Ownership interests in a for-profit corporation must be evidenced by a share certificate, unless otherwise provided by the governing documents of the corporation or by resolution of the board of directors. Sec. 3.021(b) (“The ownership interests in a for-profit corporation, real estate investment trust, or professional corporation must be certificated, except to the extent a governing document of the entity or a resolution adopted by the governing authority of the entity provides that some or all of the classes or series of the ownership interests are uncertificated or that some or all of the ownership interests in any class or series of the ownership interests are uncertificated.”). The share certificate has long been held not to be the share of stock itself, but is “the visible representation of it.” Strange v. Houston & T.C.R. Co., 53 Tex. 162, 169 (1880) (“Although the certificate was not the share of stock itself, it was what the company constituted the visible representation of it; and as between the shareholder and his assignee, the equitable, if not the legal title to the stock, would pass by a transfer of the certificate, and this without it being recorded on the books of the company.”).
It is important to note that “owning stock” does not mean possessing a stock certificate. Texas law has long held that the certificate is not the “stock.” Yeaman, 167 S.W. at 720 (“In a corporation the certificate of stock is not the stock itself”). The certificate is merely evidence of the ownership of the stock. Id. (stating that the share certificate “is but a muniment of title, an evidence of the ownership of the stock.”); Greenspun v. Greenspun, 194 S.W.2d 134, 137 (Tex. Civ. App.—Fort Worth 1946), aff’d, 198 S.W.2d 82 (Tex. 1946) (“In this latter connection it is to be remembered that the certificates of stock are not in themselves property, but are only evidence of the interest of the stockholder in the corporation.”); A. B. Frank Co. v. Latham, 190 S.W.2d 739, 741 (Tex. Civ. App.—Austin 1945), aff’d, 193 S.W.2d 671 (Tex. 1946) (“Nor does mere cancellation of the stock certificates effect a reduction of the capital. They are but evidences in the hands of the holder of his aliquot part of the legal capital of the corporation.”). See also Dewing, 96 U.S. at 196 (“The stock of such corporations may be held by a valid title without a certificate. The certificate is only one of the indicia of title. The right to the stock is in the nature of a non-negotiable chose in action.”).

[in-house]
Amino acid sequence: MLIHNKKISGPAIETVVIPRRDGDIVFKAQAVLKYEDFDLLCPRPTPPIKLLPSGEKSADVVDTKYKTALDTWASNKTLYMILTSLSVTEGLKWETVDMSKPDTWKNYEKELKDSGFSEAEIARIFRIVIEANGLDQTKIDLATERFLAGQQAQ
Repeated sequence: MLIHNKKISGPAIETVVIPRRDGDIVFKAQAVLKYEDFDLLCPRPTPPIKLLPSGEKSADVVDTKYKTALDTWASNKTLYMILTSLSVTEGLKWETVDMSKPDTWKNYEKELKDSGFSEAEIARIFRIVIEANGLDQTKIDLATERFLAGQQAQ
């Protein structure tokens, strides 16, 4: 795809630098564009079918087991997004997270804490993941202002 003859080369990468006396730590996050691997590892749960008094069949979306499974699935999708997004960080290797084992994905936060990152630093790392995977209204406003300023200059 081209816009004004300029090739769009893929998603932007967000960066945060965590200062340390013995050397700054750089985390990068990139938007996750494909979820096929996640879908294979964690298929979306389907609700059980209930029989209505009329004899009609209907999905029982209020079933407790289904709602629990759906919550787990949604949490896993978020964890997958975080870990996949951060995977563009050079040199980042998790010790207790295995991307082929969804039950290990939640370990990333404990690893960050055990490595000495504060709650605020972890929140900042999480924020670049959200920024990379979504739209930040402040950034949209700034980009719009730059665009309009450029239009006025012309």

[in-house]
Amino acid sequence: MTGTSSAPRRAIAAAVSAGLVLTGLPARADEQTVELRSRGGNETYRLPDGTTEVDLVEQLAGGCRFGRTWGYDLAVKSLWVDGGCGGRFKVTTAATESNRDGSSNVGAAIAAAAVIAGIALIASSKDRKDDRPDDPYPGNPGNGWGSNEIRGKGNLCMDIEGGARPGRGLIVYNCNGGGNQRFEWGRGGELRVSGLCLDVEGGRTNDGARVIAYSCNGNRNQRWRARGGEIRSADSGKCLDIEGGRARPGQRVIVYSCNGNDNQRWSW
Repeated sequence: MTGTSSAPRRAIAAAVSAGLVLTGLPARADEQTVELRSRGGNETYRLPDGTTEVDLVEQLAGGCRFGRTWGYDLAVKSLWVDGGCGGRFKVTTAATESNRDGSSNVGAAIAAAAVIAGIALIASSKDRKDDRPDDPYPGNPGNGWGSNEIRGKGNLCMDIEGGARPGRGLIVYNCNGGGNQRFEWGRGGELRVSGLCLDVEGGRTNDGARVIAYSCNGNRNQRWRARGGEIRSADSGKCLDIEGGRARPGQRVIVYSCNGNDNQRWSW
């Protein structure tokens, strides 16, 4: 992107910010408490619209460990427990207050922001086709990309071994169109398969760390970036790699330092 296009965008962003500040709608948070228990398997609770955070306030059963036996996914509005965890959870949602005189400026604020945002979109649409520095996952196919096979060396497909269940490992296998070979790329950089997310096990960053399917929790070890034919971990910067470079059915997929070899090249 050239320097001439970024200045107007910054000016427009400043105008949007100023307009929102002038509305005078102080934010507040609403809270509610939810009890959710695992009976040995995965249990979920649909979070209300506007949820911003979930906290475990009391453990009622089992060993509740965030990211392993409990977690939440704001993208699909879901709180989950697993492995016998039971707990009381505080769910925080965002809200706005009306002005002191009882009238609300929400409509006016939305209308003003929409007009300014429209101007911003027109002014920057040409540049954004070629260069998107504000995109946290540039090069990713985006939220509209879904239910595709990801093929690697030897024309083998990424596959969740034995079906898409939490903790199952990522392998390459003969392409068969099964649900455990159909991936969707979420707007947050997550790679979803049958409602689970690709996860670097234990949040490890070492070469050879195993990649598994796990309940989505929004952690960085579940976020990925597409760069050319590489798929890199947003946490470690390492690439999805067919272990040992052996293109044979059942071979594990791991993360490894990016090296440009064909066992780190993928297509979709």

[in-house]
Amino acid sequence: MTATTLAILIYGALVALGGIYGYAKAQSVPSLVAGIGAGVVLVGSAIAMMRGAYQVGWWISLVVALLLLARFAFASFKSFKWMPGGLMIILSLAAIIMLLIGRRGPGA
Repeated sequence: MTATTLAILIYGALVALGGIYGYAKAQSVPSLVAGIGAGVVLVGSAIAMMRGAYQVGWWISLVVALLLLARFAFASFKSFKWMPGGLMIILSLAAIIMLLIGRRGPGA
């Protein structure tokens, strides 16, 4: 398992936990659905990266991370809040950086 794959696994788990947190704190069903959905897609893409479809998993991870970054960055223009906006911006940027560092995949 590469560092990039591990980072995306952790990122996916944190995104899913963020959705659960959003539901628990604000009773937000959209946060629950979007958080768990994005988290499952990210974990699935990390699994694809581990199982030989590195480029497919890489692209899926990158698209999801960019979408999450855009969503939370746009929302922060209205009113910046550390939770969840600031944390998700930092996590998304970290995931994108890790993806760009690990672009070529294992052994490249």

A stockholder owns the stock whether or not he possesses the certificate and regardless of whether a certificate was ever even issued. Yeaman, 167 S.W. at 720 (Possession of a stock certificate “is not necessary to a subscriber’s complete ownership of the stock.”); Greenspun, 194 S.W.2d at 137 (“It is possible under some circumstances for one to own stock in a corporation though no certificate has been issued to him or endorsed or delivered to him, and likewise it is possible under some circumstances for title to the stock to pass without delivery of the certificate of stock or without written assignment of it.”); Estate of Bridges v. Mosebrook, 662 S.W.2d 161, 121 (Tex. App.—Fort Worth 1983, writ denied); Estate of Crawford, 795 S.W.2d 835, 838 (Tex. App.—Amarillo 1990, no writ) (“Complete ownership of certificated stock may exist without the issuance of a certificate or its delivery.”). “The certificate is simply the evidence in the hand of the subscriber on which he may be able to base an assertion of interest in the common fund. However, the title to the certificate may not carry with it title to the stock.” Turner v. Cattleman's Trust Co. of Ft. Worth, 215 S.W. 831, 832 (Tex. Comm'n App. 1919, jmt adopted).